University of Utah professor Jeff Metcalf wears many hats: author, playwright, actor, world-traveler, filmmaker and teacher.
Metcalf has penned fiction and essays that have been published locally and nationally. He is arguably best known for his book “Requiem for the Living.” Originally titled “52 by 52,” the book was inspired by Metcalf’s vigorous battle with prostate cancer. Given only a 20 percent chance of living past the next three years, Metcalf challenged himself to write an essay a week for an entire year. Rather than a recounting of a journey through cancer, “Requiem for the Living” instead became a “celebration of life,” Metcalf said.
Metcalf also wrote and eventually went on to star in a one-man play about cancer entitled “A Slight Discomfort” that has played extensively on Utah stages and toured throughout the United States and Europe.
The years of sharing his story both on and off stage began years prior when he made an impulsive decision at City Art, a local writing conference. A popular author even then, Metcalf was invited to read some of his work to the audience and had an “extremely funny” piece that he had been preparing. Yet as he prepared to read to the audience, he instead reached for three pages out of his cancer journal. When considering which of the two to read, Metcal recalled, “There was this voice that said, ‘be safe. This is simple.’ But then the other voice said, ‘be brave.’” Metcalf read from his cancer journal to receive a standing ovation. Mike Dorrell from the Salt Lake Acting Company approached Metcalf about turning his cancer journal into a play.
When asked about his creative process, Jeff was quick to say, “We are part of our own narrative.” Having lived in and travelled to several different countries including Saudi Arabia and Holland, Metcalf agreed that his time abroad has deeply shaped him as a writer. “Living abroad has profoundly impacted my style of writing,” he said. “It allows me to consider language, and how language is used. I am acutely sensitive to people–particularly people who don’t have voices–which kind of led me to creating the Humanities in Focus class.”
Having nearly been a college dropout himself, Metcalf became deeply involved in the teaching community “as a fluke.” Inspired by those he came in touch with through teaching, Metcalf soon became passionate about creating a course that would allow for the stories he heard to be told. “I would hear these wonderful stories…interesting ones, in terms of people’s trials and tribulations. And I thought, ‘This is a population that is not heard. This is a voiceless population.’”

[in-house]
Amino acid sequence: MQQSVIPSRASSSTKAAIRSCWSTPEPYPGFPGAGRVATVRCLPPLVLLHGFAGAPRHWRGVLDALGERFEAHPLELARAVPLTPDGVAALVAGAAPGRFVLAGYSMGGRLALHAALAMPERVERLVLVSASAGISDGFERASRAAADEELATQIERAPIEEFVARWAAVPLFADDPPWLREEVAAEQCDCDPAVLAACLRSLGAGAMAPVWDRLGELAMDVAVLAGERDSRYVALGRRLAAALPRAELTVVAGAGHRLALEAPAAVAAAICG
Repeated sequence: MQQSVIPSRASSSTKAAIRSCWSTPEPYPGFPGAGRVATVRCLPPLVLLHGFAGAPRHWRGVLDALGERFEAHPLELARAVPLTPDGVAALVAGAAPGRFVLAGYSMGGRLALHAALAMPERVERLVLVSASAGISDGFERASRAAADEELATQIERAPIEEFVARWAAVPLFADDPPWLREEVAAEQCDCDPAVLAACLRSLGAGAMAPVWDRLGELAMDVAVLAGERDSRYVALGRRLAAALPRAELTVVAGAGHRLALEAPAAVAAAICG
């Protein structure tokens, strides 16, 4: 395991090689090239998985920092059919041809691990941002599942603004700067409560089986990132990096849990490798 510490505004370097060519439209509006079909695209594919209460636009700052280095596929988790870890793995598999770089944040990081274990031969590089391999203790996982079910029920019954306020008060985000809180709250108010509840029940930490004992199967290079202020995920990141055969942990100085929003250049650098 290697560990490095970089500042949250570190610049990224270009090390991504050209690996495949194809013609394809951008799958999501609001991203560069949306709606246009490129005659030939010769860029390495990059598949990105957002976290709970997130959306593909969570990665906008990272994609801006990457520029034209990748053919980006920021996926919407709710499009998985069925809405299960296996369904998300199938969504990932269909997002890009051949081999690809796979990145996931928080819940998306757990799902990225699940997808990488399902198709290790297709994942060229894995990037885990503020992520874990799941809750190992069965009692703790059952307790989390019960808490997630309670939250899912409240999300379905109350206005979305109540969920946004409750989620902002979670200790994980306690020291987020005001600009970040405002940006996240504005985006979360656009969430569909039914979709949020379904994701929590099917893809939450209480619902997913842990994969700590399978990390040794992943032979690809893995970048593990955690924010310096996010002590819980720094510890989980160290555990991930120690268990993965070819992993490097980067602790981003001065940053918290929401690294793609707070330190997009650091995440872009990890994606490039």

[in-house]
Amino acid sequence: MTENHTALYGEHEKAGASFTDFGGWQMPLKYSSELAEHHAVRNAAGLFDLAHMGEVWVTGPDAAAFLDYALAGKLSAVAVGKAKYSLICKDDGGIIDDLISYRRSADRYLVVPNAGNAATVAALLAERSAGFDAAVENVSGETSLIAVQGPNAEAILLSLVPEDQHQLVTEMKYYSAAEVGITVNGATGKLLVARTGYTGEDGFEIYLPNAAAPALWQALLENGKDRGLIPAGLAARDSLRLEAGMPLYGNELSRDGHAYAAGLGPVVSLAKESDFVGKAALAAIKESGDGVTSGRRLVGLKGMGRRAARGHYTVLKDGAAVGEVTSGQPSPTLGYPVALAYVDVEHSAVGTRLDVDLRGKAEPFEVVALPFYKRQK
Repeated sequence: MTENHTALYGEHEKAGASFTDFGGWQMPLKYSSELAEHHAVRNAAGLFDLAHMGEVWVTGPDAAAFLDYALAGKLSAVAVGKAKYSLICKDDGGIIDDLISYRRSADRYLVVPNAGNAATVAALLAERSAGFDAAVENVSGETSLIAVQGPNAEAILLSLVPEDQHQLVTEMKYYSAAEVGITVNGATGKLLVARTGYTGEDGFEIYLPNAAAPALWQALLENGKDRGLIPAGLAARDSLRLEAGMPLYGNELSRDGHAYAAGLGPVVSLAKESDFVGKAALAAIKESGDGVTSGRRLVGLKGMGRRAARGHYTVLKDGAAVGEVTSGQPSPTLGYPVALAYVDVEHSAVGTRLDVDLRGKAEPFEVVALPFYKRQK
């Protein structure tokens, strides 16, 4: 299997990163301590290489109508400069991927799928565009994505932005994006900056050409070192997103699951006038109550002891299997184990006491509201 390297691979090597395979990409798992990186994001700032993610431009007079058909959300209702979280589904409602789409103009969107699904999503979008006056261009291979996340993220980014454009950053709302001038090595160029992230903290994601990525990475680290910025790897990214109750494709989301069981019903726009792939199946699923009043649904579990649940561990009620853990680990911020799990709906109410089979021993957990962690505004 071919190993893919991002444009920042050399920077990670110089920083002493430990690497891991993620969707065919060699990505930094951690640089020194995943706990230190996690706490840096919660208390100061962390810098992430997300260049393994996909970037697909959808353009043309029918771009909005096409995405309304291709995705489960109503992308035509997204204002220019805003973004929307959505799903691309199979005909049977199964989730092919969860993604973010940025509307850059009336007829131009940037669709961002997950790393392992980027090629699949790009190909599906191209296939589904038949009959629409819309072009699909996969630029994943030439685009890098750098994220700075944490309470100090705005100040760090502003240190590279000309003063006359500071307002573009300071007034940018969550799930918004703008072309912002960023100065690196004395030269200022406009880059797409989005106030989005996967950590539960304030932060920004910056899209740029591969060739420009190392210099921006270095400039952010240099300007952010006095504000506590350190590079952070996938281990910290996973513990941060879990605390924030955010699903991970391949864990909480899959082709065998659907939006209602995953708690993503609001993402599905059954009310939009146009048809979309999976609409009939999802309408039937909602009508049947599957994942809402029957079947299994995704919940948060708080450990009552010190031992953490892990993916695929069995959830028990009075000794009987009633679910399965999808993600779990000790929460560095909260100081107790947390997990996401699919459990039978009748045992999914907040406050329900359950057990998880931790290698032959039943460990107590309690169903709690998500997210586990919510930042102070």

Metcalf’s dream for such a course soon became a reality and is known today as “Life Through the Lens,” a class on filmmaking for documentaries taught within the Honors College. The class includes U students, as well as community members from varying backgrounds and disciplines; family members have taken the course together and had their relationships strengthened as they worked on their projects. Despite being from different walks of life, all greet each other warmly and with enthusiasm for the upcoming projects. Meeting once a week, the students begin class by having dinner together. This gives them time to truly connect with one another, and the class is deeply bonded by the end of the year. “[This class] liberates people and gives them permission to talk about those things that they don’t normally get to talk about,” Metcalf said.
The themes of the documentaries made vary drastically. The films that have reached wide audiences featured the stories of escape from the FLDS church by a young man who crossed the U.S. border illegally but with a heart full of hope, a brave woman who fought to be freed from a life as a gangster and a woman moved by the love she had for her children and a desperation for wrongs to be made right. Her story reached so many that she eventually went on to meet with Michelle Obama and share her experience with the First Lady.
This year the students will be working on stories of suicide within the LGBTQI+ community, sexual assault and sex trafficking, the cultural adjustment that the children of immigrants undergo, the impact of The Burrito Project among the homeless community in Utah and the story of a woman who survived the Trolley Square shooting in 2007 but lost her daughter to the bullets of the gunman.
Rather than having an unchanging syllabus followed with precision, Metcalf’s teaching style instead welcomes the creativity and individuality of his students. “We are training the next generation of teachers,” Metcalf said. Far from being passive participants merely filling the room, students express their ideas and thoughts with boldness and a determination to best bring someone’s story to light through film in classes. Eager to share resources and contribute as much as possible, the 2016-17 class of “Living Through the Lens” is sure to capture the untold stories of Utah residents with raw emotion and passionate talent.